The most common urogenital issue in dogs and cats is caused by small stones forming in the bladder and then traveling into the urethra. This can cause difficulty or inability to urinate. Bladder stones are very common in dogs and frequently diagnosed incidentally when an X-ray is perfromed. Some can be treated by diet and some require surgery to remove them. Each pet may differ slightly on what is needed to best treat bladder stones. Most general veterinarians with experience will have an opinion on the best option(s). Male cats in particular are predisposed to urethral blockage which necessitates perineal urethrostomy or PU. We commonly perform urogenital surgery in dogs and cats for urethral obstruction. Bladder surgery to remove stones is a common surgery to perform. The most common presentation is a male dog that is having difficulty urinating. In female dogs, bladder stones can cause recurrent urinary tract infections. Most dogs and cats will respond very well to surgery on the bladder and usually are discharged 1-3 days after surgery.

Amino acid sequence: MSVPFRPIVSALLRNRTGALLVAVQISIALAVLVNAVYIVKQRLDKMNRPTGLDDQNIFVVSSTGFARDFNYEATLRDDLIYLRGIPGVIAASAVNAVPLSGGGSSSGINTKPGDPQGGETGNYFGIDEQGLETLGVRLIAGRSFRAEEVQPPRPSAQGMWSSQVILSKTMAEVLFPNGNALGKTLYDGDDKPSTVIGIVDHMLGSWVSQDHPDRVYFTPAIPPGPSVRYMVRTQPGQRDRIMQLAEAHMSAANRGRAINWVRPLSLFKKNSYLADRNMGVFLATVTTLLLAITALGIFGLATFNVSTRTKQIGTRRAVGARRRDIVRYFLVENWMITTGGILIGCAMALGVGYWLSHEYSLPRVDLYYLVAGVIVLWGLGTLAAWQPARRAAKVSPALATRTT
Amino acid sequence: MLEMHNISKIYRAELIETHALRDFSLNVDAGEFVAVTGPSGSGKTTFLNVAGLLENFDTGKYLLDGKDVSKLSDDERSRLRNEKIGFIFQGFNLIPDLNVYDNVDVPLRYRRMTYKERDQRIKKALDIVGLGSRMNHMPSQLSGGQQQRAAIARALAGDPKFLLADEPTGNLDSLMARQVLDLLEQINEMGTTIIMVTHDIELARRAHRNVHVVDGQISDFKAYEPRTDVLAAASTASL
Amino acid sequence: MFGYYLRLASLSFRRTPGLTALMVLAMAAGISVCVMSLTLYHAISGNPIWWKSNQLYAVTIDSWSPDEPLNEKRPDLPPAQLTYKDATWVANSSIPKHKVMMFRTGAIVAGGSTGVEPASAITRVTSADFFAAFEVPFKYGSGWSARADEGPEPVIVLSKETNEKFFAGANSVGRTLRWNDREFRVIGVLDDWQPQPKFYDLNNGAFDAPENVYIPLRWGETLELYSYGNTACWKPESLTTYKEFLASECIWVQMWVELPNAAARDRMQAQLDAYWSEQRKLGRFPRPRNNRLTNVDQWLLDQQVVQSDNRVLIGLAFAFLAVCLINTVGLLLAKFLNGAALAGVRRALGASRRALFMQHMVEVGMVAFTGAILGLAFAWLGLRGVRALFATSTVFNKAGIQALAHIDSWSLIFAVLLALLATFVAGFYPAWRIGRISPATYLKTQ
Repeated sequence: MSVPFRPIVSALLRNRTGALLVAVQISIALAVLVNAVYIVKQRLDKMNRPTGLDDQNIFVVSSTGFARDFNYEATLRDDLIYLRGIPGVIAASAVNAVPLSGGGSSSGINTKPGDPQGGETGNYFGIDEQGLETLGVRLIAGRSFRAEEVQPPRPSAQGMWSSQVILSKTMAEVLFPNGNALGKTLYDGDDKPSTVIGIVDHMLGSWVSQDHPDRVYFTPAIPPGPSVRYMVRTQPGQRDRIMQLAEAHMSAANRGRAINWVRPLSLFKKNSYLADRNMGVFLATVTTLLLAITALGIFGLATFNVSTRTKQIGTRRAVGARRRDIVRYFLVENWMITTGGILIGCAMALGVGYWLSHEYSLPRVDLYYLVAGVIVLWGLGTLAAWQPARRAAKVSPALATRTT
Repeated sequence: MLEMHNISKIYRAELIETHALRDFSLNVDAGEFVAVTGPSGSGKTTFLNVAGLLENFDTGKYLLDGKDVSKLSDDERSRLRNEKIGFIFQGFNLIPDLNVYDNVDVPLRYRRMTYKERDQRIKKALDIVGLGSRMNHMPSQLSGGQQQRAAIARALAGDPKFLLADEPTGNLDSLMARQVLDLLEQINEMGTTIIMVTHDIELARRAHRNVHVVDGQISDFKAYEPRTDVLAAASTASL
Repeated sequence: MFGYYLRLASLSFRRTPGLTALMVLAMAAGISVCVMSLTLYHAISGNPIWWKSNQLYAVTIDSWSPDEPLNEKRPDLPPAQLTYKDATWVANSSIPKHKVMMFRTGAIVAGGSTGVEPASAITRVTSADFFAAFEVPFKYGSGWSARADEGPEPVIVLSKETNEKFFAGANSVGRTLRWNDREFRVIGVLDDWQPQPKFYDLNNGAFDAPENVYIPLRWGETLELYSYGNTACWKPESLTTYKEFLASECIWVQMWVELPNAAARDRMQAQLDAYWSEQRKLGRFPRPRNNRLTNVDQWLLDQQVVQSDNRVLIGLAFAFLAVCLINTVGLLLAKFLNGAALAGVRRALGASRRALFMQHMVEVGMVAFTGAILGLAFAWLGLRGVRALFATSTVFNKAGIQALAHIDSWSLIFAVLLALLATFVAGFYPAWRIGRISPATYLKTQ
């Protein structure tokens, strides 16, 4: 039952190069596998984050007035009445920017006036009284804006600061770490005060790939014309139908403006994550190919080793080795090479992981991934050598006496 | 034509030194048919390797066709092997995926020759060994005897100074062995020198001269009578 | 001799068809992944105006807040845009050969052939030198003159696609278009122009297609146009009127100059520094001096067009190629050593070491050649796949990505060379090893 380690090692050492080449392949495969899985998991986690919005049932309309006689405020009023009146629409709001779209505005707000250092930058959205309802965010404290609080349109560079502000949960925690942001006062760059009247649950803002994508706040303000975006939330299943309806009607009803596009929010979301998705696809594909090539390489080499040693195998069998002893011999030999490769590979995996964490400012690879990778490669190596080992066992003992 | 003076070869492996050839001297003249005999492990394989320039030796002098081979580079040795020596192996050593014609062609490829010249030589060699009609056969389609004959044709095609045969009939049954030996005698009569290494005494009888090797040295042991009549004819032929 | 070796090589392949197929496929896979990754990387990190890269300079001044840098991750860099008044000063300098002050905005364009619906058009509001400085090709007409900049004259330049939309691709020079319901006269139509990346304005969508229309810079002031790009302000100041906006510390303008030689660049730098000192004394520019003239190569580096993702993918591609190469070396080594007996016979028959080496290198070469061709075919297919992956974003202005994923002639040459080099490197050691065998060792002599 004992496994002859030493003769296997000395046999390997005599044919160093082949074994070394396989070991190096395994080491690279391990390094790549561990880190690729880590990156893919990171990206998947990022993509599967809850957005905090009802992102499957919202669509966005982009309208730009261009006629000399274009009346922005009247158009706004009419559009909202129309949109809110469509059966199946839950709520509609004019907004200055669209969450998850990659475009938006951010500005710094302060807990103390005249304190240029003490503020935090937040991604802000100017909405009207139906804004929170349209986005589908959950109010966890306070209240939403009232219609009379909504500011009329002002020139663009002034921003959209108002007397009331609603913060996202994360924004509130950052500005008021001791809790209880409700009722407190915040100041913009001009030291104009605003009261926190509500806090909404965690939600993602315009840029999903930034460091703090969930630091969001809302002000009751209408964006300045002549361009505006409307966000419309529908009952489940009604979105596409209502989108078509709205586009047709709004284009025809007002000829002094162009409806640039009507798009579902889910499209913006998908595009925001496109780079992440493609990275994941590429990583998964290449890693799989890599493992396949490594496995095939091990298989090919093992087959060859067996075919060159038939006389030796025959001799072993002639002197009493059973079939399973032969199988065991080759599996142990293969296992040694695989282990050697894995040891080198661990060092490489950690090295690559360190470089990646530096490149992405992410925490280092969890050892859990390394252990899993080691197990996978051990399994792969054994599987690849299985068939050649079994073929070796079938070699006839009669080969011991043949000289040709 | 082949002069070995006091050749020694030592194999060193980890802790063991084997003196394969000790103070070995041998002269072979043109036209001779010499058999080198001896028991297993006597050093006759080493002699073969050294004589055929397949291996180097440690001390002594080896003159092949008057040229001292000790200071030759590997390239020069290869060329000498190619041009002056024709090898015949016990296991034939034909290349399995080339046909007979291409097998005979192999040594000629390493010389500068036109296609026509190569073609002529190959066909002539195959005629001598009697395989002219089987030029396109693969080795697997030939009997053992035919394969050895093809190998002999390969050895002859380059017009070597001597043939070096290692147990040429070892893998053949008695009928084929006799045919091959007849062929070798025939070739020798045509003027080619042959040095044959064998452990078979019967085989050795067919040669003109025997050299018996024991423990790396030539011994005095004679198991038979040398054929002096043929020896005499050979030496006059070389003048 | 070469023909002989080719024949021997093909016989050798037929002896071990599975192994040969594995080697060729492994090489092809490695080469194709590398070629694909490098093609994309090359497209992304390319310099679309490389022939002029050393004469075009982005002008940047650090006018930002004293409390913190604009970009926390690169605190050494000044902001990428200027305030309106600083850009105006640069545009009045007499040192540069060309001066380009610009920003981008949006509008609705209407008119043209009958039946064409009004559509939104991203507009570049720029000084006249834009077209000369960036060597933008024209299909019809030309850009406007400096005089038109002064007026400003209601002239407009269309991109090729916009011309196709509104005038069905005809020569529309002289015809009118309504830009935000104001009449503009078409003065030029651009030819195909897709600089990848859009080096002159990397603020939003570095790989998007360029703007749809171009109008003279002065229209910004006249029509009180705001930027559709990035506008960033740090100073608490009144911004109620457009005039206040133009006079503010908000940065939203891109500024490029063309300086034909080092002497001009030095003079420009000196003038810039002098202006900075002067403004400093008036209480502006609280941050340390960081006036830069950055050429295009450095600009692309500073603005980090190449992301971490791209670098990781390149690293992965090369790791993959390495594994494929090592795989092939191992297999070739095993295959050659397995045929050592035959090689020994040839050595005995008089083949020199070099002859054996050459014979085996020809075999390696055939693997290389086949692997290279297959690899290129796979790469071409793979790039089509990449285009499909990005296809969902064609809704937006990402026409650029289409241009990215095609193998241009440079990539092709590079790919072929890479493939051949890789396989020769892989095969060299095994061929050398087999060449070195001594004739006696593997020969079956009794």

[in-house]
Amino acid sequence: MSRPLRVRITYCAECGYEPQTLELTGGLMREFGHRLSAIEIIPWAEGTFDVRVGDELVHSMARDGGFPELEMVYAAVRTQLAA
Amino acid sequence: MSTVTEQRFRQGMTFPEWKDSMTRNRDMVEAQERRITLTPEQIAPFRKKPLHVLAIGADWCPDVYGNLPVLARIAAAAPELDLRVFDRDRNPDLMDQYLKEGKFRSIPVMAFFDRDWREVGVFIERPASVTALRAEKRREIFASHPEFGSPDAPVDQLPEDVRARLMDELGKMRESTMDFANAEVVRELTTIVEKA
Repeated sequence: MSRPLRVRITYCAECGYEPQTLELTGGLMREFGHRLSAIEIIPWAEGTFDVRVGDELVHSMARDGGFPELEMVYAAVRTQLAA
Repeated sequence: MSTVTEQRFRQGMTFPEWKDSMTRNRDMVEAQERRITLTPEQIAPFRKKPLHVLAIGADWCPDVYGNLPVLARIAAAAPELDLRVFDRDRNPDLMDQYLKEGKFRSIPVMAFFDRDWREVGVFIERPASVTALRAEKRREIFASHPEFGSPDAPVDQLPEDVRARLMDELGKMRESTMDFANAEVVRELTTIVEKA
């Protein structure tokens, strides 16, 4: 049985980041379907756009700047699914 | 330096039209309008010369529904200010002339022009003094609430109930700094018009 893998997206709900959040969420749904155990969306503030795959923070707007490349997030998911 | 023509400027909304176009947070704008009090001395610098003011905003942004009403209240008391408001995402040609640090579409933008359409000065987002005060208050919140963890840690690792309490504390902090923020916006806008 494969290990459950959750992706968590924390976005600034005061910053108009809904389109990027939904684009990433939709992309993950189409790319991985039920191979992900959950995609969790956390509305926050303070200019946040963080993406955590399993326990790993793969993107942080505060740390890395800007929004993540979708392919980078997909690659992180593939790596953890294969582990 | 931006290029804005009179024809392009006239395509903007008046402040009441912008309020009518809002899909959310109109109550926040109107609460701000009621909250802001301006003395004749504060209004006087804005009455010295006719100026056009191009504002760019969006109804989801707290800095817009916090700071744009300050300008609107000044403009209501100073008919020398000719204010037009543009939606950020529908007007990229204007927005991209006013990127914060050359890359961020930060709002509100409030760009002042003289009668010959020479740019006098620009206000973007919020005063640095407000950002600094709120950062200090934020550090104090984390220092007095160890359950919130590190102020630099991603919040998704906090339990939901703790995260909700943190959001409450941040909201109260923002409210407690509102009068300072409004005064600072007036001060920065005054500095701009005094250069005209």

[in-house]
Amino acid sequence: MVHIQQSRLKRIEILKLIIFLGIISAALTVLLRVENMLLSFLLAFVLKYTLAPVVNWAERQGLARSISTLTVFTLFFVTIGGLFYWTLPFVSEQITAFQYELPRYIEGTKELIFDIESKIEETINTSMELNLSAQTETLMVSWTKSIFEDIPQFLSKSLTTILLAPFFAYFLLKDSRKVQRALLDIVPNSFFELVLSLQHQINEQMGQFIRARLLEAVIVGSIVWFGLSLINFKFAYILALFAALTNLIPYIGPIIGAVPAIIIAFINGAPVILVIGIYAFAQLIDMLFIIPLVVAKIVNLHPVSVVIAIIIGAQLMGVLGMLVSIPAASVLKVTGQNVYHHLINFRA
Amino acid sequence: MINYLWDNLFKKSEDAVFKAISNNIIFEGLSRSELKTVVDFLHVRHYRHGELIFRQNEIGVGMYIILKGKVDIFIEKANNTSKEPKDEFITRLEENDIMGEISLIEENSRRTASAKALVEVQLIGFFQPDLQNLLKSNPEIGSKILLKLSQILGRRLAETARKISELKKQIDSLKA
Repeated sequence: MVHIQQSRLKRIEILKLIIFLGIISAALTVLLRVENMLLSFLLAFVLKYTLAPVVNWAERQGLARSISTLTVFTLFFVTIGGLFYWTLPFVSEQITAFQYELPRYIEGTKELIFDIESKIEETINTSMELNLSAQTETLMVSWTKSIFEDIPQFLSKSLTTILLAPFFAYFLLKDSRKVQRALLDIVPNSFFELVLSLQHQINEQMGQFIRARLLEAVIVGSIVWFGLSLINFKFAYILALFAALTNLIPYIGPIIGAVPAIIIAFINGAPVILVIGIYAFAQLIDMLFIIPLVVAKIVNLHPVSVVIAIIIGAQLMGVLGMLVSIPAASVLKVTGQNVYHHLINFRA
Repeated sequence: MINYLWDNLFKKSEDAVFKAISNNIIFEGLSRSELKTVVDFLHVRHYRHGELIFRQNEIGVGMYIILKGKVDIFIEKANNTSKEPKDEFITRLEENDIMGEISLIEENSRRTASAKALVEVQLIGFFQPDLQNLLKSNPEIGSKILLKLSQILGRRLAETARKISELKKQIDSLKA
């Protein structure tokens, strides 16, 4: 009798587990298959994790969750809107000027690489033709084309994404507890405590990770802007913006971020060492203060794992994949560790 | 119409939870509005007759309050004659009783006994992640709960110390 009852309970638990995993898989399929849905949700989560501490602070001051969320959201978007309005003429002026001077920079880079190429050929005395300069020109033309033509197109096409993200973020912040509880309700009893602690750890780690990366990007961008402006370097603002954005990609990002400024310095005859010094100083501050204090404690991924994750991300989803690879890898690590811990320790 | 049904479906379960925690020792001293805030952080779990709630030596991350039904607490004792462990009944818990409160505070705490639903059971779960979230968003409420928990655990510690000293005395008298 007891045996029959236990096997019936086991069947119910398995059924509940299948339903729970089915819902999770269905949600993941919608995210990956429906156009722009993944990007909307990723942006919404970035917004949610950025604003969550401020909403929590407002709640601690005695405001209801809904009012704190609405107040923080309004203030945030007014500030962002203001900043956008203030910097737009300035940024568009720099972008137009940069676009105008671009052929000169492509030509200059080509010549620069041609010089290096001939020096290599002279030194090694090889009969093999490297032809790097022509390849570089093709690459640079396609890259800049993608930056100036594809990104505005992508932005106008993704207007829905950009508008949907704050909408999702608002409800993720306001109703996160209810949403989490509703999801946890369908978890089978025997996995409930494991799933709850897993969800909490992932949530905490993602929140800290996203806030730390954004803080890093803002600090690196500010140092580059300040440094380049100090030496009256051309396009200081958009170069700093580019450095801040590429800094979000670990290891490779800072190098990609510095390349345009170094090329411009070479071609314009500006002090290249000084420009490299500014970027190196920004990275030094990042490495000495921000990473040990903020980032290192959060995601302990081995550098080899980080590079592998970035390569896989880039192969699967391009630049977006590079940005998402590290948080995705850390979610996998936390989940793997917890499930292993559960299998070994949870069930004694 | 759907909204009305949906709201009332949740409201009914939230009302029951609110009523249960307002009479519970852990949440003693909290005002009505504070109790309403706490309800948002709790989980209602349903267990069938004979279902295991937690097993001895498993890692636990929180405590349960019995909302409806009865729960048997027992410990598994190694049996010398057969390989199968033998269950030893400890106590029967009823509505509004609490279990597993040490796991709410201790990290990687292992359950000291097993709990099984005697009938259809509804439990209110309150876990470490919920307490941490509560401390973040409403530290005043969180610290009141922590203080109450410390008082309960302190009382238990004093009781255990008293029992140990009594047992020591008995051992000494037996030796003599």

Above: Bladder stones in a male dog. They appear as the white round structures to the right of the picture. You can see several small stones in the upper left of the picture, these are stones in the kidneys.